July 13, 2020 – Complications for Emotional Support Animals in Iowa

White young female, dark hair with a pony tail - lying on a bed with yellow and white bedspread - stroking a black and grey cat with green eyes - posters on a white wall

William Goren – an attorney I admire who has a blog regarding disability rights laws and cases recently came across a case from the Iowa Supreme Court that complicates Emotional Support Animals (ESAs) in campus housing. I have attached the link to Mr. Goren’s blog space below.

http://www.williamgoren.com/blog/2020/07/07/emotional-support-animal-iowa-supreme-court-cohen-clark/

Here is my interpretation of the situation:

Hi William,

I hope all is well during these “new normal times.” I did have the opportunity to sit down and read your information on the Iowa Supreme Case. Thank you for your extraordinary effort in regards to the ruling.

Yes, I am not an attorney, so when reading the summation, I was digesting it from a pragmatic perspective. In terms of postsecondary schools, I do not see the situation as “draconian.” Colleges, for the most part, have multiple housing units available. My experience is colleges ask students using housing facilities of any allergies, among other considerations, that should be taken into account when determining room assignments. It would seem a student allergic to dogs would list that on the application for housing.

A student requesting an ESA privilege would be prudent to inform the school of the need before arriving at the school. In reading your expert summary, an Iowa school is allowed to move the person with an ESA to another building (or vice versa, I assume) to accommodate the disabled person with an ESA. My thoughts are college housing personnel have been placing students in facilities for decades (centuries actually) and “have the know-how” to resolve these issues for the benefit of all. So in my layperson’s thoughts, I cannot see a tremendous difficulty with an Iowa postsecondary student having an ESA within the campus housing should the school “put their minds into it.”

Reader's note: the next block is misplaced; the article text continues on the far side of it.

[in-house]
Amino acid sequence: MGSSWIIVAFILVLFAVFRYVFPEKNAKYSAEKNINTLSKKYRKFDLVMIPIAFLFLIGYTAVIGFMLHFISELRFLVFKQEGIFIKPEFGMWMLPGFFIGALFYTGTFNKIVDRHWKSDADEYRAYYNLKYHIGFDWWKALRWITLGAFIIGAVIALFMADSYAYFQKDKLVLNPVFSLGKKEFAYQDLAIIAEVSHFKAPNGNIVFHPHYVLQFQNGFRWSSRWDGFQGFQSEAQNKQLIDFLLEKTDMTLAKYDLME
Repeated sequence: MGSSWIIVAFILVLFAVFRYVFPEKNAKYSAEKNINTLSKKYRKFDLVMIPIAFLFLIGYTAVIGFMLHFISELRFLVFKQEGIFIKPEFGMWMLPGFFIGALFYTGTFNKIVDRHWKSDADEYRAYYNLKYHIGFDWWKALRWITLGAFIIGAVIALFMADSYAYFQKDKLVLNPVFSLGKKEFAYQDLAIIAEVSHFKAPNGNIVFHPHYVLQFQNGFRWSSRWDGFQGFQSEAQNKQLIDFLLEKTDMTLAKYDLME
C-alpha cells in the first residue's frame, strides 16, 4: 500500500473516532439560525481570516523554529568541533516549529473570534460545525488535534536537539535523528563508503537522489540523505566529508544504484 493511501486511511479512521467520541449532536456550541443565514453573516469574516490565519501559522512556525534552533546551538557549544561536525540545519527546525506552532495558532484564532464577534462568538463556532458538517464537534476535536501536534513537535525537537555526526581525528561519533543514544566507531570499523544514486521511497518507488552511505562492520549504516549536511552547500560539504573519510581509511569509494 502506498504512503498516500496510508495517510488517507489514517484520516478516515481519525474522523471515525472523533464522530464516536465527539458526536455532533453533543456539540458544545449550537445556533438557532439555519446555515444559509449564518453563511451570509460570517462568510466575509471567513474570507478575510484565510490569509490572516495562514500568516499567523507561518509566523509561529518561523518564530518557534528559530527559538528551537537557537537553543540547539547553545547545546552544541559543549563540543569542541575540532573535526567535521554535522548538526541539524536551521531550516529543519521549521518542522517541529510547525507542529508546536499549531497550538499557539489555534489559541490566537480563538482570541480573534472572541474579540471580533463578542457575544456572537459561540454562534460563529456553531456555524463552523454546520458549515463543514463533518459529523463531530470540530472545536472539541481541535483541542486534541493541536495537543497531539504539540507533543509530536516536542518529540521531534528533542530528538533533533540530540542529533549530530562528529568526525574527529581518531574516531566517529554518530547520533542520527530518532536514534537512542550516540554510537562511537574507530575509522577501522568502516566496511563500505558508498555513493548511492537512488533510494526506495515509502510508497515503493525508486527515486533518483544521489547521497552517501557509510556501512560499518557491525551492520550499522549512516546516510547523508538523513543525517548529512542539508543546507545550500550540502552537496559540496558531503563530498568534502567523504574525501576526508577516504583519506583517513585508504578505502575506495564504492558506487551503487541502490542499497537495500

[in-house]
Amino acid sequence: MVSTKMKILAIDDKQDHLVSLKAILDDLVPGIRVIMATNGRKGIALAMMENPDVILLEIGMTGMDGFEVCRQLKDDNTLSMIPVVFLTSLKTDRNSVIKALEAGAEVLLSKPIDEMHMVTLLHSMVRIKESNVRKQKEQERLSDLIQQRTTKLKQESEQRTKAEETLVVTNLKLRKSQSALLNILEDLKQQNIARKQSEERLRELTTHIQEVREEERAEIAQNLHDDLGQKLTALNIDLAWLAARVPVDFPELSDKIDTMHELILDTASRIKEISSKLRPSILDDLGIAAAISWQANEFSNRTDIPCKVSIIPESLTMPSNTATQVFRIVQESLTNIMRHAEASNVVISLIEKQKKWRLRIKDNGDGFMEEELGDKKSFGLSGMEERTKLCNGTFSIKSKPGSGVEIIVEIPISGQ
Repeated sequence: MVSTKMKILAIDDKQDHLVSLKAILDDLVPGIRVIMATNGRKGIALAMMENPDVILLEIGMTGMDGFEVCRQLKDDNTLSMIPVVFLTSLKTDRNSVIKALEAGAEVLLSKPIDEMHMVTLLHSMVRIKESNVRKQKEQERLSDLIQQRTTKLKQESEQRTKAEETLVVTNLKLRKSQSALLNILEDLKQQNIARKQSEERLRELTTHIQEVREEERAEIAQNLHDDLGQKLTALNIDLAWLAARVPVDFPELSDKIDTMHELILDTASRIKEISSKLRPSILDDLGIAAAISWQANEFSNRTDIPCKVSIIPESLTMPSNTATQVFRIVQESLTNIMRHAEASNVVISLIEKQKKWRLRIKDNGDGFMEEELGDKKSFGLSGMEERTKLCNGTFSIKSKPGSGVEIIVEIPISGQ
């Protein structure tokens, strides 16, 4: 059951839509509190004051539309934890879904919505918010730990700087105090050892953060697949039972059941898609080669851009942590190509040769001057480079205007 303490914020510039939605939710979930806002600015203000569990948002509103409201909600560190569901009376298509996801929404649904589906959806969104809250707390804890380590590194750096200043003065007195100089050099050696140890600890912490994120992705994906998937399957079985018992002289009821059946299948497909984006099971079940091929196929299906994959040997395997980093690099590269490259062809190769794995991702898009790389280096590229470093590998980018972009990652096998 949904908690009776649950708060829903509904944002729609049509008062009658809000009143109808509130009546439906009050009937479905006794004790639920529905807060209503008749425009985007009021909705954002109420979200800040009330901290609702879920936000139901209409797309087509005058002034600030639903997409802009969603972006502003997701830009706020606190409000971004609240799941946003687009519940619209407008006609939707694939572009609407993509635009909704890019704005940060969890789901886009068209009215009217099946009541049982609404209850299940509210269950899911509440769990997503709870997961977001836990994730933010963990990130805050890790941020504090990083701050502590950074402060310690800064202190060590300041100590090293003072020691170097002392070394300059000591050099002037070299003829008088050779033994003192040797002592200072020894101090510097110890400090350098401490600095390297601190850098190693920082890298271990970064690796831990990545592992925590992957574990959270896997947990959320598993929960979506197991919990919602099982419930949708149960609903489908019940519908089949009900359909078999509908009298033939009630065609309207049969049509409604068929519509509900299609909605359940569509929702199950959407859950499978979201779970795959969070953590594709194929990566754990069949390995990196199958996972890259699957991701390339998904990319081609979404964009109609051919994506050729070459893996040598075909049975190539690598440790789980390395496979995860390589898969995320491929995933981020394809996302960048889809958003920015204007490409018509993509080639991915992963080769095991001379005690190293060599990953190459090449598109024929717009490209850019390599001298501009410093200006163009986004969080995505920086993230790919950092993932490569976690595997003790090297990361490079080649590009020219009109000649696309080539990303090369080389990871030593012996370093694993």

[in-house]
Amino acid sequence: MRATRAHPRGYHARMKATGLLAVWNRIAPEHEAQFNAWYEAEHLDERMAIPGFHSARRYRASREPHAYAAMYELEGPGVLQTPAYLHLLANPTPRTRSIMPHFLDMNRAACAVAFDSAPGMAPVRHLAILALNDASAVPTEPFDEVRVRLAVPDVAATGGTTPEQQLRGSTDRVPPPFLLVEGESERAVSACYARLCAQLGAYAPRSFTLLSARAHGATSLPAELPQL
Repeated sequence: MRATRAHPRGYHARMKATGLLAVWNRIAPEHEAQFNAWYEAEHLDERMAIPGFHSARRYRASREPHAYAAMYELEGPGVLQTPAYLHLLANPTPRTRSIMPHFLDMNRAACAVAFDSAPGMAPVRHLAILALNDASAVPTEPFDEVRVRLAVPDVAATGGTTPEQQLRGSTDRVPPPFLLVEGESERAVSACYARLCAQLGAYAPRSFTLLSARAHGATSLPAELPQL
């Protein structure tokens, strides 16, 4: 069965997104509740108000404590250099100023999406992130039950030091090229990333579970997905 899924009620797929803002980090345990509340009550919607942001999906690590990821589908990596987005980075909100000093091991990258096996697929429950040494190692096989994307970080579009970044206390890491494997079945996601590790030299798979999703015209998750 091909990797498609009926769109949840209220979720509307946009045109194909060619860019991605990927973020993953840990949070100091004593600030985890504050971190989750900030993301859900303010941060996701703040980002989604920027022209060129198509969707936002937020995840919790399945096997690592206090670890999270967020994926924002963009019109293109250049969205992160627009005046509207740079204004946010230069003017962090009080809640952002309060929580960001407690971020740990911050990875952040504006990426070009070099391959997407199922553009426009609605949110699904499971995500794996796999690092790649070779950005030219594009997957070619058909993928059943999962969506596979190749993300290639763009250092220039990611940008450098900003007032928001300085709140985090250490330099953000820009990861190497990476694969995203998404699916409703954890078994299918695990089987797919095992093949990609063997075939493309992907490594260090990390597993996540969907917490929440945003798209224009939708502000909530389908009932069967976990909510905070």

I did like the statement by Justice MacDonald that the majority opinion would weaponize an affirmative defense for neighbors to sue disabled persons with the ruling. Yes, in my mind, that is a significant concern. Persons abiding within the spirit of HUD guidelines for ESAs will have little trouble with the ruling. However, ableists, supporting ableism in their apartment complexes, could be a detriment for disabled persons in their pursuit of the utilization of ESAs in their apartments.

You mention the Iowa Supreme Court relegated the case back to the District Courts for further review. I think that the final decision has not occurred in the case, and thus the current status quo remains in place. Can you enlighten me on this, please?

Finally, in reading your thoughts, I think of what you and I have said many times in the past. Postsecondary schools need to work closely with their legal advisors. I read here of a person with multiple apartment buildings. The case you describe involves a four-story construction, at least. A person operating a business of this magnitude would have been much better off seeking formal legal counsel, which could have saved the landlord “bucko bucks,” at least in my mind. Instead, the landlord relied on informal advice. My experience with governmental agencies offering informal advice is that they clearly state it is only informal.  A person facing legal acting needs to have the input of a licensed attorney when making a decision.

Again, thanks for your efforts. Any feedback?

George Fuller, MPA, MA
CEO, Daniel Jonathan Fuller Memorial Fund
gsfuller@djfullermemorialfund.org

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